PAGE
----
A piece of cinematic sleight-of-hand that provides plenty of passing thrills, “7 Days” is at least two too many movies rolled into one. Part kidnap drama, part murder mystery, part psychodrama and part legal-eagle yarn, over-egged script gets by with punchy visuals and some strong supporting perfs but leaves the viewer feeling emotionally and intellectually shortchanged. Released locally mid-November, pic looks unlikely to replicate its peppy take of $14 million in other territories, though there’s plenty enough good material here for a U.S. makeover to score, following Summit Entertainment’s purchase of remake rights at AFM.
Starting off with a socko pre-credits sequence and main title straight out of the “CSI” handbook, pic has hotshot defense lawyer Yu Ji-yeon (Kim Yun-jin, “Shiri,” TV’s “Lost”) finding a note that her 8-year-old daughter, Eun-yeong (Lee Ra-hye), has been kidnapped. Flashback to the day before shows how mom took part in a school student-and-parent relay race with Eun-yeong, who went missing afterward.
Captions check off the days as Ji-yeon learns that the kidnapper doesn’t want ransom money. Instead, with her lawyerly smarts, she has to get off a sleazebag who’s been found guilty of murder, and whose case is coming to appeal next Wednesday. By now, she has four days to do the seemingly impossible or she’ll never see her daughter again.
In a seemingly open-and-shut case, Jeong Cheol-jin (Choi Myeong-su), was convicted of the bloody slaughter of an art student a month earlier. Ji-yeon teams up with maverick cop (and old friend) Kim Seong-yeol (Park Heui-sun) to reinvestigate the crime, in the meantime receiving threatening cat-and-mouse calls from the kidnapper.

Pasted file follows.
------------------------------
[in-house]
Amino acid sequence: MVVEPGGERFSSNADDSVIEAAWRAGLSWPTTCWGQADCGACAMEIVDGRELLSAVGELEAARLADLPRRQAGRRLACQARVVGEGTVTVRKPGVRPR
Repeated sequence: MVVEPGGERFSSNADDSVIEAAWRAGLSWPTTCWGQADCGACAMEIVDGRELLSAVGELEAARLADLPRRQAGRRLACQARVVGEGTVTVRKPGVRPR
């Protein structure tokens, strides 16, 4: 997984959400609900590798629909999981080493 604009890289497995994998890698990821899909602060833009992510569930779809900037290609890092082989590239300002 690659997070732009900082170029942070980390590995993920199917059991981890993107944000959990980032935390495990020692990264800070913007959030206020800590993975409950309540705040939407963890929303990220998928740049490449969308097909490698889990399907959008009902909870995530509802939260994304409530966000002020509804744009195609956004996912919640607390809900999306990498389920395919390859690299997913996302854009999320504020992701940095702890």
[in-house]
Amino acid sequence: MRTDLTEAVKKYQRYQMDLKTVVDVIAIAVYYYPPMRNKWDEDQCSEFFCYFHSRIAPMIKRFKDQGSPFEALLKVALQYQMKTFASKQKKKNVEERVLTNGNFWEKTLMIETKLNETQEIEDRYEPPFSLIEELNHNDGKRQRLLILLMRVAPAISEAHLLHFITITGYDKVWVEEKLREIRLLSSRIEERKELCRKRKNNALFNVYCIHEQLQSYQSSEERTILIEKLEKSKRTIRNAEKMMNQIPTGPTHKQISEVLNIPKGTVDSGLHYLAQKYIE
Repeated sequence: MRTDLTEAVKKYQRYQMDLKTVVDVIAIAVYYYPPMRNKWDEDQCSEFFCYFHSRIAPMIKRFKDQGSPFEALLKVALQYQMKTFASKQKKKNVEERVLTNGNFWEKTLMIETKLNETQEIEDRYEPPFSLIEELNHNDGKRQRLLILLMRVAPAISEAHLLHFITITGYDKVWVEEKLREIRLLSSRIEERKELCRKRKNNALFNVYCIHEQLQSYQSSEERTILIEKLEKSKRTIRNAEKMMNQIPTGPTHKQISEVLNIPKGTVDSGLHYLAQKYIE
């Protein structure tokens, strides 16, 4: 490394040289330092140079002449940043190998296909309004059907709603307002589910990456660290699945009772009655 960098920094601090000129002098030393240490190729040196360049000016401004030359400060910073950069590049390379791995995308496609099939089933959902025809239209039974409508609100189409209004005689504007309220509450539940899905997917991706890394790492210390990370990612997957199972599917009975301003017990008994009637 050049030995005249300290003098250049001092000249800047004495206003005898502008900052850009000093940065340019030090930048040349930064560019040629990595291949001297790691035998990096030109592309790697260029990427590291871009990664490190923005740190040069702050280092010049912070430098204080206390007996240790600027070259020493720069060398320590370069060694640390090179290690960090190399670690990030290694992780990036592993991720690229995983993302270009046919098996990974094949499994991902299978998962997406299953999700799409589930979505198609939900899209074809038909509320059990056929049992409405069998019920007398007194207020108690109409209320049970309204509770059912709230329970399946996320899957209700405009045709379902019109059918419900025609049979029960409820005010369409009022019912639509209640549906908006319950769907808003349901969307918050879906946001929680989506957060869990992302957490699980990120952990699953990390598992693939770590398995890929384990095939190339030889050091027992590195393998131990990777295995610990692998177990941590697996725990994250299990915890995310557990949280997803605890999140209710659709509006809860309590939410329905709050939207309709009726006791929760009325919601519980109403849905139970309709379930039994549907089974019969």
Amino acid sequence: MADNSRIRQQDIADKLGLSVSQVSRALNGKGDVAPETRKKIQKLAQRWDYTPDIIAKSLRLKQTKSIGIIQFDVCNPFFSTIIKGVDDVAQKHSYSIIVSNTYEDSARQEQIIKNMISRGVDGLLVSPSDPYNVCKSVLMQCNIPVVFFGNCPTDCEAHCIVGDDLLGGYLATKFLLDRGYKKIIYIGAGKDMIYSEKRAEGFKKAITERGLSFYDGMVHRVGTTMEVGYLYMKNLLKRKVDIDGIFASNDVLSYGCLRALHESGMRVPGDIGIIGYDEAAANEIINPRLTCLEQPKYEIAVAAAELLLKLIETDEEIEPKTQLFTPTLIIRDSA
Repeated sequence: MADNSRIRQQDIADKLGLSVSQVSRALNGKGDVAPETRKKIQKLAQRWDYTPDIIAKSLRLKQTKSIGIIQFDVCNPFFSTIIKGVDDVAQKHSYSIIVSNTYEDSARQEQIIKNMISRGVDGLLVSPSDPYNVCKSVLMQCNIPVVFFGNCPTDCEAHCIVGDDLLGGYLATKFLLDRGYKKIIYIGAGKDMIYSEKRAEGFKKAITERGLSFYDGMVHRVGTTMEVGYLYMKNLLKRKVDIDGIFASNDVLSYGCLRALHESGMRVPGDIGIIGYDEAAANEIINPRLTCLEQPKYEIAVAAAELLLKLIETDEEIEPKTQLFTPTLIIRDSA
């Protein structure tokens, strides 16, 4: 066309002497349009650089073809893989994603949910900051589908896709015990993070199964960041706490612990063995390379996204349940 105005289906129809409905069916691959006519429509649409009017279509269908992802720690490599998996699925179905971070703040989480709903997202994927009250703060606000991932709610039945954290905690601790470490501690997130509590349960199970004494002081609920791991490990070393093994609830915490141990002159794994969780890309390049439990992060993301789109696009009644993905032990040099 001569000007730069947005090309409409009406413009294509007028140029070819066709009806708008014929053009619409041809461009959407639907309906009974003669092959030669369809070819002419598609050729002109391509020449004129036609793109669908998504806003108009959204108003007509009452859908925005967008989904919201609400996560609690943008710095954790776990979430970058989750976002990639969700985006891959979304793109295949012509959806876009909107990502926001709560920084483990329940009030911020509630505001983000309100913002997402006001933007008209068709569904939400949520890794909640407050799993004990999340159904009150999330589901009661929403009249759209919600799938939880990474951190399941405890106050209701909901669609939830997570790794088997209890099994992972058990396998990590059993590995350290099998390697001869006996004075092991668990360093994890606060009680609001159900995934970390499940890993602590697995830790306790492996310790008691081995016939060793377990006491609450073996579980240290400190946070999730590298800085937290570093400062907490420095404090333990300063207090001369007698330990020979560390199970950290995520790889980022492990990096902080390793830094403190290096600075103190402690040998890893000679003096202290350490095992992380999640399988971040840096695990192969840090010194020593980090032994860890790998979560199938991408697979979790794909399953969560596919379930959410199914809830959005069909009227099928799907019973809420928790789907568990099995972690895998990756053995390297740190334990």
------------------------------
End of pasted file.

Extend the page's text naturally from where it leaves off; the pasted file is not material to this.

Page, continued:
Crowded plot, which involves drugs, a high-level cover-up and possible police connivance, is further complicated by Seong-yeol being under investigation by internal affairs and crises like Eun-yeong needing emergency medication for a tuna allergy. Despite pic’s title, most of the story is crammed into three days, further stretching credibility.
Final two reels work overtime to bring all the various storylines together, — and even then the plot doesn’t hold up under close investigation.
Borrowing heavily from the visual palette of American crime series, plus pics like “Seven,” helmer Won Shin-yeon (“A Bloody Aria”) constructs several adrenaline-filled setpieces, pumped up by Kim Jun-seong’s propulsive score. But as the red herrings mount while the characters’ psychological development stays in neutral, the leaps of logic become more and more exposed.
Tech package is up to the usual high South Korean standards; however, the nervy camera style and editing progressively work against the human drama rather than support it.
In the central role, Kim Yun-jin is just OK, never really gaining the viewer’s empathy for a complex character who’s clearly used to bending the law for her own career. Though onscreen virtually the whole time, she’s outclassed in individual scenes by flavorsome playing from vet Kim Mi-suk as the dead girl’s mother, Choi as the convicted killer and Oh Gwang-rok in a crucial supporting role as a gangster client.
References in the script to “Thursday’s Child” refer to the original title of the pic, which had a choppy production history. Shooting originally began in late 2006 under scripter Yun Je-gu, with actress Kim Seon-ah (“S-Diary”) in the lead; after a hiatus, during which Kim left the project, shooting resumed in 2007 with Kim Yun-jin in the lead and Won directing.